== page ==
My Latest Addiction


Well this blog is a few days old and I have a quick observation to offer. It is amazing how quickly I have become obsessed with checking my statistics. For those of you unfamiliar with WordPress blogs, WordPress keeps tracks of the numbers of views your blog receives. It also tracks the links that people clicked on your blog and which posts are most popular. This feature is incredibly addictive and I’m sure most bloggers use it to guage how successful their blog is doing. I think a better guage of success would be the kinds of discussion that a blogger has provoked or is provoking. In the absence of this kind of direct feedback; however, statistics play a vital role.

The statistics though can be a bit misleading:  On WordPress, potentially one individual could be checking back for content regularly and be responsible for numerous views, but there is no way to track this.  It is also impossible to know if a post is popular because of its content or do to some other factor. For example, on my blog, the “About the Many Faces of Wayne” post has so far received the most attention. Maybe this is because of its placement at the top of the page?or perhaps, it is because it explains the premise behind my blog. This information is unknowable, and for my purposes, largely irrelevant. Yet, I find myself trying to make sense of these numbers (in spite of their ambiguity) in an attempt to distill their meaning and improve my blog. 

This happens in many areas of our society.  Statistics, polls, surveys are all an attempt to obtain this. It has created a whole industry for marketers, public institutions, political activists to judge and measure their success. Our elected rulers use principle even to govern the nation.  

I think this a very natural thing for social creatures to do. We need feedback from the tribe to understand our place within it; however, in many cases the analysis we are making based on the collection of statistics may lead us to inaccurate conclusions. This process can be similar to predicting the future from the scattering of tea leaves at the bottom of a tea cup.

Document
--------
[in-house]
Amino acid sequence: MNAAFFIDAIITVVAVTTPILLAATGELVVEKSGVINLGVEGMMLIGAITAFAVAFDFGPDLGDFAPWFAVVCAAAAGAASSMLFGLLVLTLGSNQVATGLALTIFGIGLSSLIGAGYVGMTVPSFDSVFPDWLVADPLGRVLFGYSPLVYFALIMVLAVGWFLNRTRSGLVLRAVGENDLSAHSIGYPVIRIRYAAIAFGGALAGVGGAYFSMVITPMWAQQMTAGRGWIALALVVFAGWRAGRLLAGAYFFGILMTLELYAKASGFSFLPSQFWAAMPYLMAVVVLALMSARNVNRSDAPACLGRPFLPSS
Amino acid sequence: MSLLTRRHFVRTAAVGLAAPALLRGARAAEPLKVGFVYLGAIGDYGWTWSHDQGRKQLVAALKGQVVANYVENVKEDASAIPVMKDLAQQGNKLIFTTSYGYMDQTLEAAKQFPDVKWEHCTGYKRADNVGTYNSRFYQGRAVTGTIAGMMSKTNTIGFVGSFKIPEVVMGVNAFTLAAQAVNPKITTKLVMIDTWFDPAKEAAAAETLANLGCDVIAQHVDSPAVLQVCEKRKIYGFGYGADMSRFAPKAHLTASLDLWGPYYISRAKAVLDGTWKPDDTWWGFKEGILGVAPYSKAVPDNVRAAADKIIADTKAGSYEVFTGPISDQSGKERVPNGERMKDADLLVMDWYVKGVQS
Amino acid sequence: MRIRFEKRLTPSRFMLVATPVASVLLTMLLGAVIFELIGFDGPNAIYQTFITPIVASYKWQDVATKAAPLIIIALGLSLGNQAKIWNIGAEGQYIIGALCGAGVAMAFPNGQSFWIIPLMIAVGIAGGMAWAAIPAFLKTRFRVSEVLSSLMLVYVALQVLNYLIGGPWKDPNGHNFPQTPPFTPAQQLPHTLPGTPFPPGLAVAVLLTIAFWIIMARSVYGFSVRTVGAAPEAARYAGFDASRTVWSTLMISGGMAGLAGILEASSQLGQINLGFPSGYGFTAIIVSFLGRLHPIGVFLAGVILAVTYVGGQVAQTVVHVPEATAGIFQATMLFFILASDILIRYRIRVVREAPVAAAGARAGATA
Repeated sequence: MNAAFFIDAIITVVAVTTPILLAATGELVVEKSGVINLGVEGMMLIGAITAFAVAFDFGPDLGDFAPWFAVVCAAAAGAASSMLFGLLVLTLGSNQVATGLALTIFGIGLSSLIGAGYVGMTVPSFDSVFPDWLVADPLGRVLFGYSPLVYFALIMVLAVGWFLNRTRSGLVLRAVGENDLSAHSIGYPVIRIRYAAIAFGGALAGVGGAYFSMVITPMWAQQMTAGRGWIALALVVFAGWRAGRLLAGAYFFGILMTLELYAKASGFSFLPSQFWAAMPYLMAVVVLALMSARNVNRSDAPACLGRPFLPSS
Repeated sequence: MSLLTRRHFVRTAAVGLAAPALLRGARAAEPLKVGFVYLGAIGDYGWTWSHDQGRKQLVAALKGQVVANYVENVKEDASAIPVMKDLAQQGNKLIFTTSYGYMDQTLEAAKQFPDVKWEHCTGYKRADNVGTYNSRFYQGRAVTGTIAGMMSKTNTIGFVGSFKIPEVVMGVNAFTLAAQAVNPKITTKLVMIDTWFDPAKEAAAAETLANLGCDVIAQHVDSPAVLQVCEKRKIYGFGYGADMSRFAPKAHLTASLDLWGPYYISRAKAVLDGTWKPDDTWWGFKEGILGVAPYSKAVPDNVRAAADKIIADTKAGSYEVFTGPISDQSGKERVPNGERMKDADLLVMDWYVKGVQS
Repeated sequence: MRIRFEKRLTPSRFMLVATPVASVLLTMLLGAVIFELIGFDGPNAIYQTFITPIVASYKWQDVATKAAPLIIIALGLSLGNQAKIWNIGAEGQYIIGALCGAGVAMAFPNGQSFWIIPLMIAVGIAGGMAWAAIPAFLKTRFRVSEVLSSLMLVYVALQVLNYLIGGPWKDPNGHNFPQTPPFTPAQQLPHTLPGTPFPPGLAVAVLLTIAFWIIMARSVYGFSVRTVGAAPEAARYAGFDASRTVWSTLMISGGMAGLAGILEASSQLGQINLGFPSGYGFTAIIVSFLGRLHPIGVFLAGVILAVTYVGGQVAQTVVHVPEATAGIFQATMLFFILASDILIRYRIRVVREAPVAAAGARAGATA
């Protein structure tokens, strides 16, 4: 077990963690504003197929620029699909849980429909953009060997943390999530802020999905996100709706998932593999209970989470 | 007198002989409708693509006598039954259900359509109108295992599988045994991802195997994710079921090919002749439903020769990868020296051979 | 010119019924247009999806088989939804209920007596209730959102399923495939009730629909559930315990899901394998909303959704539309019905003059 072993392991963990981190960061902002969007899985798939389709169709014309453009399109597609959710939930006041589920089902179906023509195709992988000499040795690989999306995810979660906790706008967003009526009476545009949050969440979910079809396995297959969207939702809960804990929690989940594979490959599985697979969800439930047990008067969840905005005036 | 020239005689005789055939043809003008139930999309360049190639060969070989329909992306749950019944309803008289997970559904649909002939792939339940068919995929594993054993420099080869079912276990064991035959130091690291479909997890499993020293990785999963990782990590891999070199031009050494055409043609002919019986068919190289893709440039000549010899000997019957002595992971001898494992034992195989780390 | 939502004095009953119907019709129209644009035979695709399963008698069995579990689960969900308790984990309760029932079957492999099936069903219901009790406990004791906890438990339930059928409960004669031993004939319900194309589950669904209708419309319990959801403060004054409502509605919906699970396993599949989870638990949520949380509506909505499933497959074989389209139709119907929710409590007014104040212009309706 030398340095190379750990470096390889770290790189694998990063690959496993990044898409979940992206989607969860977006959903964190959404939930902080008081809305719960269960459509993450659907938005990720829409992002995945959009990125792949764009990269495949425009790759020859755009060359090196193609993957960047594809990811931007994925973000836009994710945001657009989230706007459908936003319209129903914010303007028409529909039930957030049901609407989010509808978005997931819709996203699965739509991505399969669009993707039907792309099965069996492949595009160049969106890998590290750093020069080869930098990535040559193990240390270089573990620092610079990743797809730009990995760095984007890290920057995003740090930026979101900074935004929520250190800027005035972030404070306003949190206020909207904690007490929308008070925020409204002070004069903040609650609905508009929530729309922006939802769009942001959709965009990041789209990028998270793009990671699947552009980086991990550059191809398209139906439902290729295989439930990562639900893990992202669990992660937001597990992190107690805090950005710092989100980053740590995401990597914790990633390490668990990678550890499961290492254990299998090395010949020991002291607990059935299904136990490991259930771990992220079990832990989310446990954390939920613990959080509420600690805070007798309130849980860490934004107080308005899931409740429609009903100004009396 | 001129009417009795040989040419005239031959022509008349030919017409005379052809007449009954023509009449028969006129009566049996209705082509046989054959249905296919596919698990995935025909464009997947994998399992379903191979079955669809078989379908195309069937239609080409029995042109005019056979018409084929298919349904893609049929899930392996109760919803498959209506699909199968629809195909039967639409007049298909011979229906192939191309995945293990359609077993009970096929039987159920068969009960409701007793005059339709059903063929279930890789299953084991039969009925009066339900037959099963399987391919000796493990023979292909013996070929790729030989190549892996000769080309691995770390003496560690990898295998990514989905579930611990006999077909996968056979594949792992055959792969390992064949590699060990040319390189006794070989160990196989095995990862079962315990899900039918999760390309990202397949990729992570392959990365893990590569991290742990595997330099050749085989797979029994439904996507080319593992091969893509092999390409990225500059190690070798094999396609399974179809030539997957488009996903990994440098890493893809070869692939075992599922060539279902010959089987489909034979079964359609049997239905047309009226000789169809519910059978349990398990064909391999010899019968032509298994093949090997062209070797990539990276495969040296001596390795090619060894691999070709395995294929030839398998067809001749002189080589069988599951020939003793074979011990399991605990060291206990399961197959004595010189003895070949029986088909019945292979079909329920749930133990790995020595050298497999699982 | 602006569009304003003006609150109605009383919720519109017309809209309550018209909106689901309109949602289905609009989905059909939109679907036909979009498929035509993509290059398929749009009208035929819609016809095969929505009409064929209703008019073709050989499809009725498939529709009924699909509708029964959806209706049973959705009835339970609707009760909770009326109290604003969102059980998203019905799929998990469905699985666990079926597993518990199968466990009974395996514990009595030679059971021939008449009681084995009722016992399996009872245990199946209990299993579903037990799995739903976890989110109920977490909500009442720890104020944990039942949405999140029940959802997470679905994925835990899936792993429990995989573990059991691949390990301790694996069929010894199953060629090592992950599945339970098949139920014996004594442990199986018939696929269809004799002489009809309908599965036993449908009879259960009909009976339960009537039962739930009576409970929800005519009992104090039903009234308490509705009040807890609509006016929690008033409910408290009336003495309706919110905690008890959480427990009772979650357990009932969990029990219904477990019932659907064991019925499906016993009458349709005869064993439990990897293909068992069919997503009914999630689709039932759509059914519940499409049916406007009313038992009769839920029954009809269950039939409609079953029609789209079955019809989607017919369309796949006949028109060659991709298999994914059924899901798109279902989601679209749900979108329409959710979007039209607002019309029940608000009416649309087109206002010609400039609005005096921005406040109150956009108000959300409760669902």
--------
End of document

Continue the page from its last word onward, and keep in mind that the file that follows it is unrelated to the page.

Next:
I would argue that direct feedback is always a superior. 


5 responses to “My Latest Addiction

  1. there should be another voting option: funny 🙂

    Oh, and check this out:

    very cool.

  2. That was an interesting video. Thanks for posting it.

  3. I’m not sure direct feedback is superior.

    Would you rather have one person writing a response regularly or have many people who enjoy your blog returning read it regularly without adding any comments? Personally, I prefer the latter. Commenting is but one way of engaging with material and not the way all folks engage. Different stroke for different folks.

    p.s. it’s a bit early to be reading the tea leaves of your statistics. The sample size is insufficient. Better to regularly up-date and write about what you care about.

  4. Thank you Sterling for responding and I think you are right when you say it is a little early for reading tea leaves. I would also agree that any audience (especially at this point in the game) is very positive whether they comment or not. The statistics do provide me with an idea of who is potentially reading my blog and that is enough to keep me going for awhile.

    By actively participating and providing direct feedback whether through comments or e-mails, however, gives the audience a chance to directly influence the blog. This might be unfair in a way, since the majority might enjoy it the way it is. Yet, in the absence of feedback from the silent majority the opinions of the vocal minority take precedence. I suspect this is true in all levels of society. If this assumption is correct than direct feed back/participation is a very powerful thing.

    As a side point, as an extravert, part of my motivation behind this blog was a desire to provoke conversation. Perhaps, this will come later. Admittedly with the exception of the arts funding post, the content I have produced thus far is probably not that conducive for generating discussion. I will have to work on that.

  5. Pingback: Why Folks Don’t Help: A Hypothesis, Plausible Responses, And The Foundations of A Communications Strategy « Movement

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